This daughter of refugees from Iran is helping refugees in California

Published date20 September 2022
Publication titleIsrael National News (Israel)
Her father and grandparents on both sides fled Iran. (Her mother was born in the United States.)

"They talked about the sense of powerlessness that fleeing created for them," Sienna said.

That vulnerability resonated with Sienna, and she decided early on that she wanted to help refugees undergoing similar experiences. When it came time to choose a project for her bat mitzvah, she worked with the Los Angeles-based Jewish community IKAR to help collect and send musical instruments to Syrian refugees in refugee camps in Greece.

Myriad volunteer efforts followed. Then, after she began high school, Sienna was inspired to launch her own project to help new refugees adjust to life in Southern California, offering services including learning English and obtaining essential items such as clothes, toiletries and school supplies.

Since Sienna and a classmate, Lily Sind, launched the Refugee Empowerment Project in 2020, they've helped over 1,000 refugees and recruited 120 teen and adult volunteers along the way.

Sienna, now 18 and in her senior year of high school, was recently recognized for her efforts and named one of the recipients of the 2022 Diller Teen Tikkun Olam Awards. The $36,000 award is given annually by the Helen Diller Family Foundation to up to 15 extraordinary teenagers who exemplify the Jewish value of tikkun olam, repairing the world. The recipients can choose to use the funds toward their education or further their project, or both.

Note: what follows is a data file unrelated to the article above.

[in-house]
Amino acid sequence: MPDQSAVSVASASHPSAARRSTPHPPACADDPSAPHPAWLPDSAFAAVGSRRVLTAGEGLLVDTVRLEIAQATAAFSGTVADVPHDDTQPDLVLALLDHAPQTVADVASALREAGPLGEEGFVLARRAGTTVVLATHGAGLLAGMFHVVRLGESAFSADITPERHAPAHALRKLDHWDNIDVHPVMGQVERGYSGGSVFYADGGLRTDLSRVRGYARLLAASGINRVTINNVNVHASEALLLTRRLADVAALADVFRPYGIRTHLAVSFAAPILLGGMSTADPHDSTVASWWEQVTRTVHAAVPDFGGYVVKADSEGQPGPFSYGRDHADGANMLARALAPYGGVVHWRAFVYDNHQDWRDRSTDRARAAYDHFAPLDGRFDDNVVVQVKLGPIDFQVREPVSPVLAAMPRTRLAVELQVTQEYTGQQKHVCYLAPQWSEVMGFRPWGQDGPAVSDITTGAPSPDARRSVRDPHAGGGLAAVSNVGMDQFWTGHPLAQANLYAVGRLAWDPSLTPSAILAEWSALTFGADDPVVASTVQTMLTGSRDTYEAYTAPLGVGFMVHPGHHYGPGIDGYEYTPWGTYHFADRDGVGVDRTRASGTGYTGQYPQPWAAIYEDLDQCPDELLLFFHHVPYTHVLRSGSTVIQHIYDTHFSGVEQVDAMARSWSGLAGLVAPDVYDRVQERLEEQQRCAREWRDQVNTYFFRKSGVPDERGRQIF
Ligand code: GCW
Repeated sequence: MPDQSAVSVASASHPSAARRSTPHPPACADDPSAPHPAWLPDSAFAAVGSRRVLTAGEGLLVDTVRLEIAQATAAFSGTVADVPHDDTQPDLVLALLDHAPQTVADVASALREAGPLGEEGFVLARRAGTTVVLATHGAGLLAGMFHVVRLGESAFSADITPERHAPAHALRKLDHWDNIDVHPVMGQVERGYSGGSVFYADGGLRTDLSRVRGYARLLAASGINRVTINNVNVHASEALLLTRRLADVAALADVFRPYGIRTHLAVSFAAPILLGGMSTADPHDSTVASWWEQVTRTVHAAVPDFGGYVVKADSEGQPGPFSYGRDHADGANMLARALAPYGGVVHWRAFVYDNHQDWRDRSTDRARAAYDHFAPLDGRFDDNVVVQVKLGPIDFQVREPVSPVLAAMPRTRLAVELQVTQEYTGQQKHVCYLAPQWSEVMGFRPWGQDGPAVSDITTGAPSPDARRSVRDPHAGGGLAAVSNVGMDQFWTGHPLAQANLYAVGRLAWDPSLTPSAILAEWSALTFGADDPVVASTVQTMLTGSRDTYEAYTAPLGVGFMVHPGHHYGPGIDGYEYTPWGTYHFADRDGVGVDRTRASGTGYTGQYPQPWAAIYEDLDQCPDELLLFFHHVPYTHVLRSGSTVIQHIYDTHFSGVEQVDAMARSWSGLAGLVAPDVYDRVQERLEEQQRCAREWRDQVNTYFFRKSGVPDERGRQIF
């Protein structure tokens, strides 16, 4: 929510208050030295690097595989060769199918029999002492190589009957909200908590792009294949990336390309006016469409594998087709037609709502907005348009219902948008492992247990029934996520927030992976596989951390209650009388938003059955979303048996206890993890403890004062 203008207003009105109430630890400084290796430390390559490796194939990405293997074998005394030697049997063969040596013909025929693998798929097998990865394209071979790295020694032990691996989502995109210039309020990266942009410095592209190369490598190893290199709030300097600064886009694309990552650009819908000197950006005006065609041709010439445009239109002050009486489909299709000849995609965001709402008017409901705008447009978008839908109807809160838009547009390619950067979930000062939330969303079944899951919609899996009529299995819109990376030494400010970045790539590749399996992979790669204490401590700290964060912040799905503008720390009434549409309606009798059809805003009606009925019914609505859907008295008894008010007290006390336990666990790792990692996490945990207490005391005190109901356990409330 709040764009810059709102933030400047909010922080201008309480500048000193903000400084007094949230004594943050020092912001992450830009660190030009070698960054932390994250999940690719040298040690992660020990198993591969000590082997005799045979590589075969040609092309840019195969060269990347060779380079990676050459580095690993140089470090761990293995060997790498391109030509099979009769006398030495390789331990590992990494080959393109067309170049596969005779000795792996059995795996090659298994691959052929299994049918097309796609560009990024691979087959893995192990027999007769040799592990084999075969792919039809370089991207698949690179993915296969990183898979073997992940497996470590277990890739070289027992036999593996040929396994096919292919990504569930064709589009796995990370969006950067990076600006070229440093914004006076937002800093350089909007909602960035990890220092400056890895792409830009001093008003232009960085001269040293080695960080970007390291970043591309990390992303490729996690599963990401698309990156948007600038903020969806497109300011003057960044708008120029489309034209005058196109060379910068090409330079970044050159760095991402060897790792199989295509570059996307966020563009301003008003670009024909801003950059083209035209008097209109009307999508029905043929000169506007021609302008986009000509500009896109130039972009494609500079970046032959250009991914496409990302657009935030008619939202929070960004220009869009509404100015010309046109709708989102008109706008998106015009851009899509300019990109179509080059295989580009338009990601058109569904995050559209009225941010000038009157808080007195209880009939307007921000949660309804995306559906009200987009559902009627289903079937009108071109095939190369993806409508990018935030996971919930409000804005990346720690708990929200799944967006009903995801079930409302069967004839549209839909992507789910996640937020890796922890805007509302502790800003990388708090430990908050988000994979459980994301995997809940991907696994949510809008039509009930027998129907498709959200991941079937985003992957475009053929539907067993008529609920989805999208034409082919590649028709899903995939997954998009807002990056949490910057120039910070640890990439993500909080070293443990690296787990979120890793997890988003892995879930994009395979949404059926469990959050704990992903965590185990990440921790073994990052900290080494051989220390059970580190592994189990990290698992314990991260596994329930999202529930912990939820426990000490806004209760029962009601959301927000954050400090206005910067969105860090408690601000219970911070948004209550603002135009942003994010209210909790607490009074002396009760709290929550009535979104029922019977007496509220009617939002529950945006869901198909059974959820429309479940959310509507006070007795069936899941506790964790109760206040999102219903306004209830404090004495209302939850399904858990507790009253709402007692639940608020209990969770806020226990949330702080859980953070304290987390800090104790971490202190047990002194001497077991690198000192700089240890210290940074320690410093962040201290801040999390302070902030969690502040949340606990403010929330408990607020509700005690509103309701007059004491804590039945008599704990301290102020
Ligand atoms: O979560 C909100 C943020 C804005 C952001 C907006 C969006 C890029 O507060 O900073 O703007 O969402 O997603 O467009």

With more than 82 million people around the world displaced by wars and disasters in countries such as Ukraine, Syria and Venezuela, according to the International Rescue Committee, Sienna says helping this population is critical.

"With Ukraine, that's a really pressing refugee crisis that is on the news, and everyone's talking about it, but there have also been other refugee crises that are still going on and are overlooked," she said.

Some 80,000 Jews lived in Iran during the 1970s. In 1979, Ayatollah Ruhollah Khomeini seized power and established the fundamentalist Islamic state that persists to this day. Amid the revolution, religious minorities including Jews had their freedoms curtailed, and some prominent Jews were executed. Today, an estimated 5,000 to 8,000 Jews remain in the country.

Many of those who fled ended up in Los Angeles.

"My grandparents at our Shabbat dinners on Fridays would talk about stories from Iran and show me pictures, and I always had this desire to connect with that, but I also knew that I...

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